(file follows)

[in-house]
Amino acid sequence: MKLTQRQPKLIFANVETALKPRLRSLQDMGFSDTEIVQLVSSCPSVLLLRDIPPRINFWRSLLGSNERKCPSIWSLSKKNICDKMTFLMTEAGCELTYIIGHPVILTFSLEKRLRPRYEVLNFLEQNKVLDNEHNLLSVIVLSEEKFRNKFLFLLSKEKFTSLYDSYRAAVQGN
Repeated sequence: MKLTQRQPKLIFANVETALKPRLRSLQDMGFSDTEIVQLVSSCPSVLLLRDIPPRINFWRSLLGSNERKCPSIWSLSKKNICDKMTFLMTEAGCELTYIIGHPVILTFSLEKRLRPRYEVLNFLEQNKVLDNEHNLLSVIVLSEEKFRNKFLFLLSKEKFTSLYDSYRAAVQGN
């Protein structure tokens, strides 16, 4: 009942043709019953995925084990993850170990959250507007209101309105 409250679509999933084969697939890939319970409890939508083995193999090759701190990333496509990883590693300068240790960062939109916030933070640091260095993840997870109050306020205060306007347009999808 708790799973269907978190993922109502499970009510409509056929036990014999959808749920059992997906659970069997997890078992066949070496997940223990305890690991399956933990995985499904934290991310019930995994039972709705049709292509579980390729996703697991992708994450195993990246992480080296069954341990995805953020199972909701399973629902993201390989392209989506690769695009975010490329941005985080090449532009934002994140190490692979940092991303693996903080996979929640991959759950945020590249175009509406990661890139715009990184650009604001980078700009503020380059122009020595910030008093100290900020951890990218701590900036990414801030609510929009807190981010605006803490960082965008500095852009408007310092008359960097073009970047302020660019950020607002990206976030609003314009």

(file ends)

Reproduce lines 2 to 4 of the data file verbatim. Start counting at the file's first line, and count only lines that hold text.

Amino acid sequence: MKLTQRQPKLIFANVETALKPRLRSLQDMGFSDTEIVQLVSSCPSVLLLRDIPPRINFWRSLLGSNERKCPSIWSLSKKNICDKMTFLMTEAGCELTYIIGHPVILTFSLEKRLRPRYEVLNFLEQNKVLDNEHNLLSVIVLSEEKFRNKFLFLLSKEKFTSLYDSYRAAVQGN
Repeated sequence: MKLTQRQPKLIFANVETALKPRLRSLQDMGFSDTEIVQLVSSCPSVLLLRDIPPRINFWRSLLGSNERKCPSIWSLSKKNICDKMTFLMTEAGCELTYIIGHPVILTFSLEKRLRPRYEVLNFLEQNKVLDNEHNLLSVIVLSEEKFRNKFLFLLSKEKFTSLYDSYRAAVQGN
């Protein structure tokens, strides 16, 4: 009942043709019953995925084990993850170990959250507007209101309105 409250679509999933084969697939890939319970409890939508083995193999090759701190990333496509990883590693300068240790960062939109916030933070640091260095993840997870109050306020205060306007347009999808 708790799973269907978190993922109502499970009510409509056929036990014999959808749920059992997906659970069997997890078992066949070496997940223990305890690991399956933990995985499904934290991310019930995994039972709705049709292509579980390729996703697991992708994450195993990246992480080296069954341990995805953020199972909701399973629902993201390989392209989506690769695009975010490329941005985080090449532009934002994140190490692979940092991303693996903080996979929640991959759950945020590249175009509406990661890139715009990184650009604001980078700009503020380059122009020595910030008093100290900020951890990218701590900036990414801030609510929009807190981010605006803490960082965008500095852009408007310092008359960097073009970047302020660019950020607002990206976030609003314009």